28. ^ "Surprises of South Upset Title Dope". The Monroe News-Star. November 30, 1923. p. 7. Retrieved August 21, 2015 – via Newspapers.com.  open access publication – free to read
  29. ^ Associated Press (November 17, 1923). "Florida Licks Alabama, 16–6". The Bee. p. 17. Retrieved August 19, 2015 – via Newspapers.com.  open access publication – free to read
  30. ^ Mike Bynum. The Greatest Moments of Florida Gators Football. p. 4. 
  31. ^ ESPN college football encyclopedia. p. 275. 
  32. ^ Steve Rajtar. Gone Pro: Florida: Gator Athletes Who Became Pros. p. 30. 
  33. ^ a b c McEwen, Tom, The Gators: A Story of Florida Football, The Strode Publishers, Huntsville, Alabama (1974). ISBN 0-87397-025-X.
  34. ^ a b c d e f g "Gators Trounce Alabama In Titular Grid Contest". The Evening Independent. November 30, 1923. Retrieved August 19, 2015.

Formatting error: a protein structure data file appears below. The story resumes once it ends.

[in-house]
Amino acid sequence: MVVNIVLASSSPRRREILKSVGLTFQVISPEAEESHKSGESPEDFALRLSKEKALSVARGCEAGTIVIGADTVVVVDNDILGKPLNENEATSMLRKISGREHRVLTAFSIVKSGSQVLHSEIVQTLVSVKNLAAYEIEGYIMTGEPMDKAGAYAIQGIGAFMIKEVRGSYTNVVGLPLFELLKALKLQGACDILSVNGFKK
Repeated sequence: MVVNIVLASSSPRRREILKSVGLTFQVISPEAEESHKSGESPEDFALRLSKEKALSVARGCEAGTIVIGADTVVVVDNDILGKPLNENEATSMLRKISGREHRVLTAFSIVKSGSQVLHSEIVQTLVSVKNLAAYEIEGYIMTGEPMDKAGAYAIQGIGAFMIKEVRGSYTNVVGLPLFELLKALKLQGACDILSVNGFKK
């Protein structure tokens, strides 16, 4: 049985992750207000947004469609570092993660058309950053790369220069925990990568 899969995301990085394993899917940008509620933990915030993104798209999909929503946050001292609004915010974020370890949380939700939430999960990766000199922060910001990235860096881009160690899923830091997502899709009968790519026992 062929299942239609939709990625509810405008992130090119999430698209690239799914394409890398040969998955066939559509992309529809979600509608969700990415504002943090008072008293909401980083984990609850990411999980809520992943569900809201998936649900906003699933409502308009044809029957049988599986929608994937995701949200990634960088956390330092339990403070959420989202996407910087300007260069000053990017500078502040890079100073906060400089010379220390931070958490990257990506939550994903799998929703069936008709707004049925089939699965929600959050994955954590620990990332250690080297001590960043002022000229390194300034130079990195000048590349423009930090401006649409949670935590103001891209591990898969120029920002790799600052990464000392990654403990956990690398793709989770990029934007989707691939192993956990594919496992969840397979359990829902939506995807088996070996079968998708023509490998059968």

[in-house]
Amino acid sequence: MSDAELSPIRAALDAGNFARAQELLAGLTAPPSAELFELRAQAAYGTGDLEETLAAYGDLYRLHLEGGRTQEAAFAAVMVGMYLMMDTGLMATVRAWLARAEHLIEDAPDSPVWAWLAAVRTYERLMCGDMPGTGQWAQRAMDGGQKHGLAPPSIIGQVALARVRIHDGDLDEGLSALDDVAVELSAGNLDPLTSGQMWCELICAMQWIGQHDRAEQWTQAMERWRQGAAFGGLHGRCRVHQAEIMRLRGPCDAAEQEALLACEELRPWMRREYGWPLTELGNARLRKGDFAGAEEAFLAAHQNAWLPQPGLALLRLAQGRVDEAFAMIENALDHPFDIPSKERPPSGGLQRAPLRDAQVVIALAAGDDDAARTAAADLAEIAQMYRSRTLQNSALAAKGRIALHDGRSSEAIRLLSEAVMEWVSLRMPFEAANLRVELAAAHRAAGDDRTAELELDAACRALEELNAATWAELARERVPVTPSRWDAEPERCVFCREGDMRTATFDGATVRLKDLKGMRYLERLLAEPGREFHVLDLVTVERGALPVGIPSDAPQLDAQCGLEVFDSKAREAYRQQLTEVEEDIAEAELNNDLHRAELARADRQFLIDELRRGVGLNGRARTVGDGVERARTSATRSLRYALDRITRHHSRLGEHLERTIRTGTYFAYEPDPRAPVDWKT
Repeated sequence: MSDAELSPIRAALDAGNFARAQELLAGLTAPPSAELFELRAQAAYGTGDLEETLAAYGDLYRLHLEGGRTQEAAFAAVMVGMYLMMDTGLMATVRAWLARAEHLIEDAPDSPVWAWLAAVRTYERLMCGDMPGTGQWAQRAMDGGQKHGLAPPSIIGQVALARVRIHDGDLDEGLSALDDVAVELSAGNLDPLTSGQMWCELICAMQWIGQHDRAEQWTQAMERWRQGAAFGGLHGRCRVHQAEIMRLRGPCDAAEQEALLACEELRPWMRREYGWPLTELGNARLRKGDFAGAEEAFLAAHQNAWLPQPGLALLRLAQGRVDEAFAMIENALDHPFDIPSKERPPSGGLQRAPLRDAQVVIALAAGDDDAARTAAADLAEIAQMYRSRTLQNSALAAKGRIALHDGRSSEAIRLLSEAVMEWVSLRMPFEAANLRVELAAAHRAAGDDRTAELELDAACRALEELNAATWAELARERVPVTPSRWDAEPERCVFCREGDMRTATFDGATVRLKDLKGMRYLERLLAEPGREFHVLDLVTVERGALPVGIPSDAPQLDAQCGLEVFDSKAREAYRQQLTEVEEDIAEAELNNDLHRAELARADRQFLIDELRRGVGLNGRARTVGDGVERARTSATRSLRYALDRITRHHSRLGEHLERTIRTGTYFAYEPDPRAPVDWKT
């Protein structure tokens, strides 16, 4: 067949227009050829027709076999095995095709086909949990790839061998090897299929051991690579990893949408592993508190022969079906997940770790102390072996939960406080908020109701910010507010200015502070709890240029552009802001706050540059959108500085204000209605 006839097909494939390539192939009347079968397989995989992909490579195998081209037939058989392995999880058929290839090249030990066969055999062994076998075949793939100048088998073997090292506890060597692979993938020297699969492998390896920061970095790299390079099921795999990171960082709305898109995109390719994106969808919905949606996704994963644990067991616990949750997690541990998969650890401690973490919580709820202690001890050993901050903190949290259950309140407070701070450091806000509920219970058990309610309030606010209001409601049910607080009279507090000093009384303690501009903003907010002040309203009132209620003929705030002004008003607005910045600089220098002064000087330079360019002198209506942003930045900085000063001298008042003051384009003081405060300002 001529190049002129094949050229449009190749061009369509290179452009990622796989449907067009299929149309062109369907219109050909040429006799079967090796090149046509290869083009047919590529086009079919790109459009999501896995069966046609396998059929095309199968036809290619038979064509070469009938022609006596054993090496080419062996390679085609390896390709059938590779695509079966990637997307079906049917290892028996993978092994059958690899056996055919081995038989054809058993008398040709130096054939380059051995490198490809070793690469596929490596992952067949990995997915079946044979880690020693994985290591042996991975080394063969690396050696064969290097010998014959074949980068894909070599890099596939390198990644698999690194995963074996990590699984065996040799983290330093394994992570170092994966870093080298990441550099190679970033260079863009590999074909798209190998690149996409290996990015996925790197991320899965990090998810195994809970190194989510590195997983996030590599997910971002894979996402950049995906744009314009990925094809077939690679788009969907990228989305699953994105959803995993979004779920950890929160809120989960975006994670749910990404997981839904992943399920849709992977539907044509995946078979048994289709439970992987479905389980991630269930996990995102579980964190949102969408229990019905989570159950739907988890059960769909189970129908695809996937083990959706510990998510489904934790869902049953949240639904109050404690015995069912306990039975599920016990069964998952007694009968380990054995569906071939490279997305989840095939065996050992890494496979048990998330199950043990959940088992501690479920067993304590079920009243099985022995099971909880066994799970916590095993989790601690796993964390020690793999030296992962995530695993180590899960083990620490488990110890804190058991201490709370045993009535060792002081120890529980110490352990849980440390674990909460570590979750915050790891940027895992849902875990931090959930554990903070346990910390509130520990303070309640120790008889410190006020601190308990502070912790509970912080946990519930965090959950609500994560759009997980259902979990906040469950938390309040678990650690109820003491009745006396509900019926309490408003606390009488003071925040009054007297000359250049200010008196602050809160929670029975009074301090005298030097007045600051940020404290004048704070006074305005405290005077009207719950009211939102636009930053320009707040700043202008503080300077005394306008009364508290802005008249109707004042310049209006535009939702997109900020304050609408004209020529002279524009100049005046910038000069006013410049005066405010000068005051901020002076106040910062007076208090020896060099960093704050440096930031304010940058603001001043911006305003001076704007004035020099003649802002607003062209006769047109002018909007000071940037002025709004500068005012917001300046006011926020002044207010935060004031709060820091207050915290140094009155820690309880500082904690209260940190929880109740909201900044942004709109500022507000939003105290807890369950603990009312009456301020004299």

35. ^ "1923 Alabama vs. Florida". Paul W. Bryant Museum. Retrieved January 7, 2017. 
  36. ^ DeLassus, David. "Alabama vs Florida". College Football Data Warehouse. Retrieved January 7, 2017. 
  37. ^ Woodruff 1928, p. 274–275
  38. ^ "All-Time Tide Football Lettermen". 2011 Alabama Crimson Tide Football Record Book. Tuscaloosa, Alabama: University of Alabama Athletics Media Relations Office. 2011. pp. 127–141. 
  39. ^ "All-Time Assistant Coaches". 2011 Alabama Crimson Tide Football Record Book. Tuscaloosa, Alabama: University of Alabama Athletics Media Relations Office. 2011. pp. 142–143.